Anecdotes About Cultural Differences

February 7, 2017
Lately, I've run into a few surprises while living abroad in China and while traveling through Morocco and Spain. I thought it might be fun to do a little write up on what exactly I've come across recently and explain how I ended up with a cultural lesson.

In China- I told my Chinese friend happily that my year of bad luck was over because it's the Year of the Chicken, which is my zodiac animal. She informed me that actually it was the opposite, and when it's your year that you have to be extra careful because it's like a curse is on you. I couldn't believe it! She said it's true and that Chinese people wear red and jade to drive away the bad luck. I like reading about astrology and the zodiac for fun, but am just slightly superstitious about being cursed this year. I guess I have an excuse to buy some jade jewelry, right? 

In China again- I was walking down the street I walk on most frequently in Shanghai. It's the street that my school is located on. My friend Lauren needed to stop and use the ATM to withdraw cash. As I was waiting for her, something appeared to have fallen from the sky and hit me on the head. I was startled and a bit horrified as I pulled a wrapper from some type of food out of my hair. There were even a few crumbs from the food wrapper stuck in my hair. Someone was in an upstairs apartment and just carelessly threw his or her trash out of the window, and it happened to fall right on me. I've never had that happen before, but now I'm going to be more wary when standing by apartment buildings. Please check out this article for more information on littering in China--it's very interesting on how they're now using DNA to shame people who litter!

In Morocco- Our tour guide Hassan told me that he was 35 years old. A few days later he mentioned that he was 37, and I brought up how he told me that he was 35 earlier that week. He said he had a birthday during our trip and laughed, so Rachael and I told him that would make him 36, and we were wondering why he said he was 37. Later on during the trip, Hassan told us that he was a Berber nomad and when he was younger he had no official papers from the government of Morocco. Later on, when he did get papers, no one was sure of when he was born or how old he actually is, but they had to write something down. The numbers are basically made up and not super accurate. Even he doesn't know his own birthday or how old he truly is. His parents don't know either.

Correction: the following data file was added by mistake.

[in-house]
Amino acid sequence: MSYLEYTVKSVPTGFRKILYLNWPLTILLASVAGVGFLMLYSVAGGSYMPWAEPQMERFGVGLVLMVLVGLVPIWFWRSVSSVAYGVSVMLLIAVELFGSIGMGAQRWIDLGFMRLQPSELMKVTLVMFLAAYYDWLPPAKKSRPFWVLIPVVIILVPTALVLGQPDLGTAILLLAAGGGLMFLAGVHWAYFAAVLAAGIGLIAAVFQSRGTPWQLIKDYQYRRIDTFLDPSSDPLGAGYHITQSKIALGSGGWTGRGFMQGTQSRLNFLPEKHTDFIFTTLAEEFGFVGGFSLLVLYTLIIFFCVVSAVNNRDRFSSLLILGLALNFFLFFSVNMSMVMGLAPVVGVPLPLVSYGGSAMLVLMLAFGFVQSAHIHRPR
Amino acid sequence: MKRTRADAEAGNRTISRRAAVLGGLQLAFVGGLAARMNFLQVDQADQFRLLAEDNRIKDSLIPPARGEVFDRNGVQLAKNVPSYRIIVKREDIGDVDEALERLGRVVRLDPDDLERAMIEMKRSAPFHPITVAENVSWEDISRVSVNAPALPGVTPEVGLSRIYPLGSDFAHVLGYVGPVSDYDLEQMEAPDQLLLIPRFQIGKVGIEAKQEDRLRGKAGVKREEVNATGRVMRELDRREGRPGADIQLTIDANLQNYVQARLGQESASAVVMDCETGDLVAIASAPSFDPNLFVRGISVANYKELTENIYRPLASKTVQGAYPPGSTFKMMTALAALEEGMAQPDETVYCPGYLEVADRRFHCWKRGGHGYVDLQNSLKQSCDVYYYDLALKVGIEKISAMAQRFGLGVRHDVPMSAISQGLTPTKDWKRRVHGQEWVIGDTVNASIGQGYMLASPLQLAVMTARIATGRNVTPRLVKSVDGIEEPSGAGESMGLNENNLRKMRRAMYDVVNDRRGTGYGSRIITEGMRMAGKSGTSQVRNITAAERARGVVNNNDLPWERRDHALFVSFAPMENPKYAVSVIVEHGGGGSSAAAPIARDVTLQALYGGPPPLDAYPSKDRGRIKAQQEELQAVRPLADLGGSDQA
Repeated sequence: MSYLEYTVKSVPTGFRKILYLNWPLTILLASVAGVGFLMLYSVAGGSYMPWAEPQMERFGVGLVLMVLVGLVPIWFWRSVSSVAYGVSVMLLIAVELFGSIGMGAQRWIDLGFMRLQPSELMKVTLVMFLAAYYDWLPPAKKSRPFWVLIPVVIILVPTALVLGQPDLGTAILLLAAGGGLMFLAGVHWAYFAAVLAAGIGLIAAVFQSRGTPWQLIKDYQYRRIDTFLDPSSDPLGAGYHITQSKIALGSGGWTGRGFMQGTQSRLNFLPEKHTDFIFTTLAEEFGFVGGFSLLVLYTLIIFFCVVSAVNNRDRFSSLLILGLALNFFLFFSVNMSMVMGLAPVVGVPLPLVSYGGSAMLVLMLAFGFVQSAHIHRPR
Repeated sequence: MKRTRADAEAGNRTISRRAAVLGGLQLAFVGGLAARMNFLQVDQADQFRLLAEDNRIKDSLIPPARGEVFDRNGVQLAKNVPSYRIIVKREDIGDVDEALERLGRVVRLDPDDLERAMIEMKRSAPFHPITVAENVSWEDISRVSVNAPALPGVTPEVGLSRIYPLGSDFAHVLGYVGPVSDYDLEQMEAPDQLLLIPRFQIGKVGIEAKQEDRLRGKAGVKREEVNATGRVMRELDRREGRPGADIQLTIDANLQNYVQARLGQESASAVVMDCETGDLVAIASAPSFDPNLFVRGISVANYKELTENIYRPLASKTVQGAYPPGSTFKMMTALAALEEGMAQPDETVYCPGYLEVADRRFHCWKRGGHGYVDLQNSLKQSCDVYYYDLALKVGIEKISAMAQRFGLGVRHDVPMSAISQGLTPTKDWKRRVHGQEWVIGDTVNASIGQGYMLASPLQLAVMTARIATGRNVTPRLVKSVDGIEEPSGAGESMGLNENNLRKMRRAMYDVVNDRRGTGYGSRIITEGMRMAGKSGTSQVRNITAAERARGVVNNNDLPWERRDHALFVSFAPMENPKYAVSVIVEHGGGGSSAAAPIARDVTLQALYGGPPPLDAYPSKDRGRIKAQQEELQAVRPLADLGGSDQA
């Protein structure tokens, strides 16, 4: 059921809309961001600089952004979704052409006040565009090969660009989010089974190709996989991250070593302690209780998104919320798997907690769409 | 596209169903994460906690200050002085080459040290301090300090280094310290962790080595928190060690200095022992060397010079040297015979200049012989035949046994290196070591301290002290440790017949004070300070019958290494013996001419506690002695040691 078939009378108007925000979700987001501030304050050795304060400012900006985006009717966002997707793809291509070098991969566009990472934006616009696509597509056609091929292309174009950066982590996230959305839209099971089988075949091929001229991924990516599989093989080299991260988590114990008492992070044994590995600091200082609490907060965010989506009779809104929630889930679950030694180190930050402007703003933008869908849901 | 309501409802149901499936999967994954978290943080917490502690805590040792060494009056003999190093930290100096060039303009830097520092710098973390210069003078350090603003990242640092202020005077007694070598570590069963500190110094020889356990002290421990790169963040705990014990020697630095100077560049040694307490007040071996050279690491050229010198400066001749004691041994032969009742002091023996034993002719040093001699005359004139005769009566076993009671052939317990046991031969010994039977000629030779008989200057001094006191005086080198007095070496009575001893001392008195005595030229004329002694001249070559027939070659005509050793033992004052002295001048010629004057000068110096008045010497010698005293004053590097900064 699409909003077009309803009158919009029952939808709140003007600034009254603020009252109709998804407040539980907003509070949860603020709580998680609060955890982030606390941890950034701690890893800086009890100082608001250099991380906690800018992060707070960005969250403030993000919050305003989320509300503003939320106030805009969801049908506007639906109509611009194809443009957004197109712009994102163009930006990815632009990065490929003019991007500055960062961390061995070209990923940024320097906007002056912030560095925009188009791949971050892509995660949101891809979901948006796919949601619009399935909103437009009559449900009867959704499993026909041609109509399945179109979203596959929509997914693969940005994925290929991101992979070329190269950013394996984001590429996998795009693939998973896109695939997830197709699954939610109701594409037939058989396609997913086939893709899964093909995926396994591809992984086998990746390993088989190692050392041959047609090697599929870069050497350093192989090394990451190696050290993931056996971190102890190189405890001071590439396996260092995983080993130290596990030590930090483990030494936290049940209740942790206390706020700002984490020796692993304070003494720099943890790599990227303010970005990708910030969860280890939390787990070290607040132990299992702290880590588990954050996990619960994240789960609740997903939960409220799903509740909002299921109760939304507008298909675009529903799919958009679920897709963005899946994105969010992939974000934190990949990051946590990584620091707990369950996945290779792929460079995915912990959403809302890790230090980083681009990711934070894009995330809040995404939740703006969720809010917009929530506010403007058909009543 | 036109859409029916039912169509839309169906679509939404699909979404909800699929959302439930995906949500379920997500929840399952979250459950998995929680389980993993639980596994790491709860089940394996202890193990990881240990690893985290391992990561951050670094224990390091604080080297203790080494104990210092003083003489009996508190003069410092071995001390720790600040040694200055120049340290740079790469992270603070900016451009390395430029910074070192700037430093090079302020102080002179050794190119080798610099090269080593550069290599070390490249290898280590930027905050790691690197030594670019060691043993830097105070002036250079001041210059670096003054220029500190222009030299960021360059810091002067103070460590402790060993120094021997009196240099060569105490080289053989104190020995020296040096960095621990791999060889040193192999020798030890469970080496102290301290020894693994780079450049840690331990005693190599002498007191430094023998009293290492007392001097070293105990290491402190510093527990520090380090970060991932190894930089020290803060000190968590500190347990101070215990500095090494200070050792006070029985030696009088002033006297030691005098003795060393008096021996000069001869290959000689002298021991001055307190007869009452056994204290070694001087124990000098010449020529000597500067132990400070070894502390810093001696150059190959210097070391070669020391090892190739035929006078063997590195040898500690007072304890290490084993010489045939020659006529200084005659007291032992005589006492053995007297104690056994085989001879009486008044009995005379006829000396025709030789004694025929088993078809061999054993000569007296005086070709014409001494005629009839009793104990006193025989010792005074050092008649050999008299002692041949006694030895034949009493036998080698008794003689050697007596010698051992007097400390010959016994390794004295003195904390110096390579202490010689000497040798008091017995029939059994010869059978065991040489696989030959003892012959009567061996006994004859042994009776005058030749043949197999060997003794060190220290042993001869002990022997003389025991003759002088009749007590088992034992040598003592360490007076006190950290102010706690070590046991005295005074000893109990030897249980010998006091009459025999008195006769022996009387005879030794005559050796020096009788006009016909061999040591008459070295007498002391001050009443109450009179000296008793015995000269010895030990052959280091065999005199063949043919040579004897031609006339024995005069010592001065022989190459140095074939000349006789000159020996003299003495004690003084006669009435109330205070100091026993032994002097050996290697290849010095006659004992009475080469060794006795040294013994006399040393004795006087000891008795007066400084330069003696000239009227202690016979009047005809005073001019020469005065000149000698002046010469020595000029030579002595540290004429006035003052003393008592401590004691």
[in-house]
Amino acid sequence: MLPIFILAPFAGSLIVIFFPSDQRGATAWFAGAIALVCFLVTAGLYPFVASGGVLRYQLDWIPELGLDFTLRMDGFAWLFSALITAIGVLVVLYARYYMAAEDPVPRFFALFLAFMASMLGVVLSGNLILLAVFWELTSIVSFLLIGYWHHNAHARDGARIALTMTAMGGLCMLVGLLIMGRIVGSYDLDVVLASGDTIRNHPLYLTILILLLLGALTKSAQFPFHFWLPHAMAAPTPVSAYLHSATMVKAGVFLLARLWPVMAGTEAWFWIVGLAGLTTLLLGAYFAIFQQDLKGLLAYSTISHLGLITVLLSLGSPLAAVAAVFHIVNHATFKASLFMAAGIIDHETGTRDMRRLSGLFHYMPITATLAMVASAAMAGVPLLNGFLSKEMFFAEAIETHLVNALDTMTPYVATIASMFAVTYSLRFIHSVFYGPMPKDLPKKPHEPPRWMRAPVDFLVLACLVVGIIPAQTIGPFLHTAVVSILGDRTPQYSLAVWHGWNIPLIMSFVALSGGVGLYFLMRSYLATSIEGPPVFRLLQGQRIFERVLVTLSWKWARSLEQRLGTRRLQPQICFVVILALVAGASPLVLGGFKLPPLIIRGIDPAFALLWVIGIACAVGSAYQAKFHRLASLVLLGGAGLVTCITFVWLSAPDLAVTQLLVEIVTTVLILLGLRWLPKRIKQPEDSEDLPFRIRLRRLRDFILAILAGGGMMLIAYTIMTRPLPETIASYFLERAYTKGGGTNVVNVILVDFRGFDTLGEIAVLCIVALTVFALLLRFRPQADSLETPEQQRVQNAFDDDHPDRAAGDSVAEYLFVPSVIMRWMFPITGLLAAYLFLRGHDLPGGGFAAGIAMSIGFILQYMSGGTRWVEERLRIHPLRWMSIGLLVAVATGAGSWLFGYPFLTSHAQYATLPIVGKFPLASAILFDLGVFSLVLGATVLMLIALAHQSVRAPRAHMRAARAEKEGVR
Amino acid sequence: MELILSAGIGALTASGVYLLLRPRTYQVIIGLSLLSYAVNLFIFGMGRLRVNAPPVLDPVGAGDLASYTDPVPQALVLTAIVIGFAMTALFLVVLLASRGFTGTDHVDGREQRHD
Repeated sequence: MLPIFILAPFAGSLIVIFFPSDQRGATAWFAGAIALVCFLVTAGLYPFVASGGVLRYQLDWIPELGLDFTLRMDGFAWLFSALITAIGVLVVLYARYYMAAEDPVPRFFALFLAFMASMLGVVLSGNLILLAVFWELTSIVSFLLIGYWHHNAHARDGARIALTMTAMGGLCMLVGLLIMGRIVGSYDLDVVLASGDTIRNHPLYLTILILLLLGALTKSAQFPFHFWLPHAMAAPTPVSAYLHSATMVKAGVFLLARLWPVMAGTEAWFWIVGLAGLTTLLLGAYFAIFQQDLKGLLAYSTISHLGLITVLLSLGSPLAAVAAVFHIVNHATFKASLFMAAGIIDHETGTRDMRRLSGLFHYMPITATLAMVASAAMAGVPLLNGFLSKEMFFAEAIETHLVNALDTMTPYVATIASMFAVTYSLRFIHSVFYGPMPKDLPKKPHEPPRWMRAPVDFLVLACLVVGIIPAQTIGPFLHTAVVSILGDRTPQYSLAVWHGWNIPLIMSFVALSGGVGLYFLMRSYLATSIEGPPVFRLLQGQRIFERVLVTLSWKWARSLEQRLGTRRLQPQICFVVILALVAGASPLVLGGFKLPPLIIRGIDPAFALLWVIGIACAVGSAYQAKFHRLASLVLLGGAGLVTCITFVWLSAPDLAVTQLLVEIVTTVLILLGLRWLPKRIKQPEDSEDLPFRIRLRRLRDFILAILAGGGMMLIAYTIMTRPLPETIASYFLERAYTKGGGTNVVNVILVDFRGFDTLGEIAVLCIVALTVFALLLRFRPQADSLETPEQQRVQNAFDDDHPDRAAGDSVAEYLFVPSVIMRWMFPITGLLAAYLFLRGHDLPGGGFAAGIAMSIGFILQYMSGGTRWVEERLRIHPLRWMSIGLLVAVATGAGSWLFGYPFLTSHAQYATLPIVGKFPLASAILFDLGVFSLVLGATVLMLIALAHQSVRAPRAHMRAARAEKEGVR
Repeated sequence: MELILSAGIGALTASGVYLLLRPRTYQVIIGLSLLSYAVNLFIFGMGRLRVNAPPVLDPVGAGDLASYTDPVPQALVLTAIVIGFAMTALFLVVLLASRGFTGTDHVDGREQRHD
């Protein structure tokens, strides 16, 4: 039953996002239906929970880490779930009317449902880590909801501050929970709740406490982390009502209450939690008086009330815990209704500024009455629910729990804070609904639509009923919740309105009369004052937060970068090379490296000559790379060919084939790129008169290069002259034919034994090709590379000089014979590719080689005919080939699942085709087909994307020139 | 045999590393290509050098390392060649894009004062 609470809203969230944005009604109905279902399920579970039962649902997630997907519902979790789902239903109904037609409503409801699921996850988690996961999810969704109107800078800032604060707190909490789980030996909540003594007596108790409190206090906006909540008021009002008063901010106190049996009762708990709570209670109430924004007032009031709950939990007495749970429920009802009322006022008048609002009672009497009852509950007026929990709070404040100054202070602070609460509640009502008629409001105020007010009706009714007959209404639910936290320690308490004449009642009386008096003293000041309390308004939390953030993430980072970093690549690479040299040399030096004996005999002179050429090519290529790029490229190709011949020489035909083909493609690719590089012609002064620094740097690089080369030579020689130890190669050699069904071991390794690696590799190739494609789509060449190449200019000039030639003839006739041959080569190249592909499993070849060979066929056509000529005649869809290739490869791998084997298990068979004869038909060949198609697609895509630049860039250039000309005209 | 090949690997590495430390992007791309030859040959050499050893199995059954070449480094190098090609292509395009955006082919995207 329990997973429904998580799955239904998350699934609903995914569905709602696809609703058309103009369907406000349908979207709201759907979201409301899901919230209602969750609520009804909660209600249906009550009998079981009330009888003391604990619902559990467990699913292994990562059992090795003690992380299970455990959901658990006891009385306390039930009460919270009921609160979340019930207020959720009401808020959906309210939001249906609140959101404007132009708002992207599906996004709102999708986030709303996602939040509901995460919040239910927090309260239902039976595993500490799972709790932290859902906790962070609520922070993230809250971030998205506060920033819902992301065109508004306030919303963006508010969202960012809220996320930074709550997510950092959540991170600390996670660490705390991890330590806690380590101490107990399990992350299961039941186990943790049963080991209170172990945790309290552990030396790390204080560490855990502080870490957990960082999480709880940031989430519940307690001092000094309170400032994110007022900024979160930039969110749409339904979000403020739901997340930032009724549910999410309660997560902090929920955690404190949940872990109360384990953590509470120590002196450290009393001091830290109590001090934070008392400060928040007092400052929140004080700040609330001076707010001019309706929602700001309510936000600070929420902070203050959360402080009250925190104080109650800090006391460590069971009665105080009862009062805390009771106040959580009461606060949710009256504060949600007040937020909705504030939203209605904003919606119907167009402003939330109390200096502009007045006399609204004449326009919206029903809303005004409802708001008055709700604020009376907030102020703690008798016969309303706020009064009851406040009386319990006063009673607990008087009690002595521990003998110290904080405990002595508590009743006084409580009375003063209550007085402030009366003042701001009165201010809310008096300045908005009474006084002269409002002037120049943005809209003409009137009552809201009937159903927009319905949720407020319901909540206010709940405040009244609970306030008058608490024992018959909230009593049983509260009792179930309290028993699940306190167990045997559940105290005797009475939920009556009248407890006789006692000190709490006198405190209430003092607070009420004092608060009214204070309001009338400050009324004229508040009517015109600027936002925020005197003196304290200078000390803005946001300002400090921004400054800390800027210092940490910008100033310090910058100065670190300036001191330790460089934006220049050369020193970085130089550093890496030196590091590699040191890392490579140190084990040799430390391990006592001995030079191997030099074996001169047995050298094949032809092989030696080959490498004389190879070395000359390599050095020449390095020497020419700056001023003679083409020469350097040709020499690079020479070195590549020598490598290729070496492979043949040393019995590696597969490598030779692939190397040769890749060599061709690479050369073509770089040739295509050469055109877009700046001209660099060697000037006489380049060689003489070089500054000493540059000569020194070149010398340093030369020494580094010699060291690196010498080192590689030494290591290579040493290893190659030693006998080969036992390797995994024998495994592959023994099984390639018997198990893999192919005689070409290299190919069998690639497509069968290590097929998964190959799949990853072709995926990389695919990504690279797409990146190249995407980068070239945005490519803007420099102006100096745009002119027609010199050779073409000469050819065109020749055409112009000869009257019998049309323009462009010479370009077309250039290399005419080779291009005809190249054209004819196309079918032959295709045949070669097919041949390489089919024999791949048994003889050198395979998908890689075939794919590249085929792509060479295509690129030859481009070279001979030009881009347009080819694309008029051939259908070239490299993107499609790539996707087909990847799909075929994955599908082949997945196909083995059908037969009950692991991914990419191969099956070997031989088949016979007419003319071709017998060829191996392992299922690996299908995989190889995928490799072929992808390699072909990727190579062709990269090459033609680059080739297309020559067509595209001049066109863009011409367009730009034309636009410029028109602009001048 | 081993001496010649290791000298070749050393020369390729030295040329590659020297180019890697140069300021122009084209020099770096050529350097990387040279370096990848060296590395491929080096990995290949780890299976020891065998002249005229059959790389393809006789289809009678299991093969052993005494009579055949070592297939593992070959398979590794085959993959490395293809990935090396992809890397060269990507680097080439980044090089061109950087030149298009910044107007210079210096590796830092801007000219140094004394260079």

In Morocco- The touching. I've never been to a place where the men have touched me so much. Strangely enough, Rachael did not seem to encounter this problem. Maybe I'm tall so I stick out more? I'm not someone who particularly likes being touched in general, let alone by strangers. It took me awhile to get used to the fact that it might reoccur, and it did a few more times. Don't get me wrong--I still totally loved Morocco, but I can't say this was my favorite aspect of the trip. 

In Spain- I'm in Sevilla right now, which is the land of tapas including jamón. Now, I'm not a big meat eater and get squeamish sometimes over meat. In fact, in Morocco, Rachael and I ate vegetarian meals 99% of the time, and I used to be a vegetarian for three and a half years. Now I eat some meat, but not very frequently. I did want to try jamón because it's so famous here and the slices are thin which appealed to me more. Tonight when I went out to a local cafe, I did a double take because I noticed that there was an entire pig's leg hanging up, hoof and all. That's where the meat was coming from--I guess you can't say it isn't fresh. It really shocked me to see that at first especially because I have mixed feelings about eating meat in the first place, but now I see the legs everywhere and am more used to it.

In Spain- I went out to eat and started chatting with an Irish lady who had just spent a month in Sevilla. Both of us were talking about our mutual like of the city and culture here. She brought up how the locals rarely seem to be on their phones during a meal and how people here are more present/have better manners. As we looked around the cafe, sure enough, several tourists were on their phones, but the locals were talking to each other. I know that I'm guilty of getting wrapped up in looking at my phone, especially when it comes to looking Instagram. Now that I noticed the difference, I'm going to try harder to make a better effort to stay off of my phone when out with friends.

What has surprised you about another culture lately? I'm curious to know!
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